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I purchased a top loader high efficiency machine a little over a year ago since the front loaders are too deep to fit in my utility closet. It is not that great and the manufacturer recommends running a cleaning cycle every time the clean washer light comes on with a product called Affresh (costs about $3-4 per tablet). After a short while my dark clothing started coming out with residue on them and not just lint. I always leave the lid open to allow it to dry and prevent musty smells. Last summer after a trip to the beach I put a pair of socks with sand in them (after shaking out as much as possible) and the wash cycle equally distributed the sand over all the clothes. My clothes have never been so wrinkled in decades since I hang to dry many of my clothes and don't put them in the dryer. About the only good thing is the rebate and tax credit on this machine. After reading some discussions on a forum (home and garden web) discussing problems with mainly front loaders I am now cleaning my washer with a cup of powdered Cascade for it's cleaning cycles and planning to switch to a powdered detergent once I finish the liquids I already bought. Often I need to run extra rinses or a soak and rinse to get sand or stains or dirt out.

Some people with the musty smell issue in their towels or clothing have been able to eliminate it with Smelly Washer which is a cleaner that supposedly eliminates the problem if used on a regular basis. Amazon reviewers give the product an average 4 star rating from 8 reviews.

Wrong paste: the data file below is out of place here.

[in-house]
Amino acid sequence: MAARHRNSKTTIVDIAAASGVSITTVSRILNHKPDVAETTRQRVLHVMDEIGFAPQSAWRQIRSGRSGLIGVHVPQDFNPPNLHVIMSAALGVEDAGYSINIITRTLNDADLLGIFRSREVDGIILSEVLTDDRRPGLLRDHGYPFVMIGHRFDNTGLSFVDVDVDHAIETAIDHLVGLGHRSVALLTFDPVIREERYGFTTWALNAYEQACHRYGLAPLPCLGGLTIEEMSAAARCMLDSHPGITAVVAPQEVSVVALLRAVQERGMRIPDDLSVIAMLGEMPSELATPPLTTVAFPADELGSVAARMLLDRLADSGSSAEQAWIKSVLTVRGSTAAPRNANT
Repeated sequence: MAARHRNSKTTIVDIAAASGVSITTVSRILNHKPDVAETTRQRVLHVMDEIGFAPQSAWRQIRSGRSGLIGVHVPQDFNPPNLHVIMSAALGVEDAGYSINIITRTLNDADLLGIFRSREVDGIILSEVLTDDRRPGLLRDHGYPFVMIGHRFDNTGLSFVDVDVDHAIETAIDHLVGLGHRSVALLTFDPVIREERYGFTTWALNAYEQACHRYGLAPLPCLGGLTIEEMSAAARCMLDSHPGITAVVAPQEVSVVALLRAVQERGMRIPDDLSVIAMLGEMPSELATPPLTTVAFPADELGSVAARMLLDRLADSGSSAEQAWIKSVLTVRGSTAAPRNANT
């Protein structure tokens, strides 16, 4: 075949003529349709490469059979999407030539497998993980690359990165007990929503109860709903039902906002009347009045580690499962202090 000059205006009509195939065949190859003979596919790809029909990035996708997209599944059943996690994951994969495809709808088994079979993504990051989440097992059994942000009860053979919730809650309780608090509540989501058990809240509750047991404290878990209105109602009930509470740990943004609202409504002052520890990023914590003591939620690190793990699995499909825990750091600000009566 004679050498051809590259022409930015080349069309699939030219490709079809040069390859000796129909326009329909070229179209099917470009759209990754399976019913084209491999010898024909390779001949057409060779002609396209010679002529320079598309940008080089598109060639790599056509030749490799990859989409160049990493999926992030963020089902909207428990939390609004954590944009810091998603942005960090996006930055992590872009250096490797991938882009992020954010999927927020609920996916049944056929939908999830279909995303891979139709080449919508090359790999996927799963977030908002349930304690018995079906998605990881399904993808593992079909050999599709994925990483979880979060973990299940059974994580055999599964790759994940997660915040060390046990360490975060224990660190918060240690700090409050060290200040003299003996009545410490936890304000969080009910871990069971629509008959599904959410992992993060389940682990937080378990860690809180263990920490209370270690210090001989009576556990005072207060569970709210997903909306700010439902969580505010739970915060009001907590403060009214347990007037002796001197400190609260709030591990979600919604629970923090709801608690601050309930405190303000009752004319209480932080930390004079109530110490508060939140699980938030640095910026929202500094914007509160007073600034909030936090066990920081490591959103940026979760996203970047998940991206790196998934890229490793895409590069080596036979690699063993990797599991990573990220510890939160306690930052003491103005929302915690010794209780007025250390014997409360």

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Old 06-12-2010, 11:15 AM   #59
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We love ours, very efficient and no issues with musty smells.
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Old 06-12-2010, 01:02 PM   #60
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I should point out that we should properly refer to washers as "horizontal axis" or "vertical axis" machines. The Staber is a "top loader" but it is a horizontal-axis machine so it washes clothes like a front-loader. Except it has no need for waterproof doors, big rubber seals, and both ends of the drum are marvelously suspended by a stout and easy-to-access bearing unlike any front-loader. But, I digress . . .